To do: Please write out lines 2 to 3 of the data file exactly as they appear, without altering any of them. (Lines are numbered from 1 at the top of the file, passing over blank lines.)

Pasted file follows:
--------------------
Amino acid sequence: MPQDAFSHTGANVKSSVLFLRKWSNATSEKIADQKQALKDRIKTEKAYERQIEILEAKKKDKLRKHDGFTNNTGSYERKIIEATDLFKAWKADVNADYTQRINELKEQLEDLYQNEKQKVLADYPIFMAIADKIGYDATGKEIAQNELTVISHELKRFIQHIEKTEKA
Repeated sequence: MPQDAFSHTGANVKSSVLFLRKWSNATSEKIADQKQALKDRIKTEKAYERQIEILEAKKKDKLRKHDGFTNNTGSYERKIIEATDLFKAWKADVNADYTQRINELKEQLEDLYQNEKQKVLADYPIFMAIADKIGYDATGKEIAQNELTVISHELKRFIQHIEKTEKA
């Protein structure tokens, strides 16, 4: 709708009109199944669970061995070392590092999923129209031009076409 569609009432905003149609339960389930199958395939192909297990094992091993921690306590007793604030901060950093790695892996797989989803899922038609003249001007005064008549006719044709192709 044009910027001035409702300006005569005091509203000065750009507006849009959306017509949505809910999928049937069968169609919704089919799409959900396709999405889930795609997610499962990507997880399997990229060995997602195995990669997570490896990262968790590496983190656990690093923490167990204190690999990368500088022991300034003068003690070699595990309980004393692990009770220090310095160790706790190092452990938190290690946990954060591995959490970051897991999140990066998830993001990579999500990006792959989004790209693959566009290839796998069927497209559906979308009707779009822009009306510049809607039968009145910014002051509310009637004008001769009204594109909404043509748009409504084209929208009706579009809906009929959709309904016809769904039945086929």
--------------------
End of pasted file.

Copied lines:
Repeated sequence: MPQDAFSHTGANVKSSVLFLRKWSNATSEKIADQKQALKDRIKTEKAYERQIEILEAKKKDKLRKHDGFTNNTGSYERKIIEATDLFKAWKADVNADYTQRINELKEQLEDLYQNEKQKVLADYPIFMAIADKIGYDATGKEIAQNELTVISHELKRFIQHIEKTEKA
């Protein structure tokens, strides 16, 4: 709708009109199944669970061995070392590092999923129209031009076409 569609009432905003149609339960389930199958395939192909297990094992091993921690306590007793604030901060950093790695892996797989989803899922038609003249001007005064008549006719044709192709 044009910027001035409702300006005569005091509203000065750009507006849009959306017509949505809910999928049937069968169609919704089919799409959900396709999405889930795609997610499962990507997880399997990229060995997602195995990669997570490896990262968790590496983190656990690093923490167990204190690999990368500088022991300034003068003690070699595990309980004393692990009770220090310095160790706790190092452990938190290690946990954060591995959490970051897991999140990066998830993001990579999500990006792959989004790209693959566009290839796998069927497209559906979308009707779009822009009306510049809607039968009145910014002051509310009637004008001769009204594109909404043509748009409504084209929208009706579009809906009929959709309904016809769904039945086929």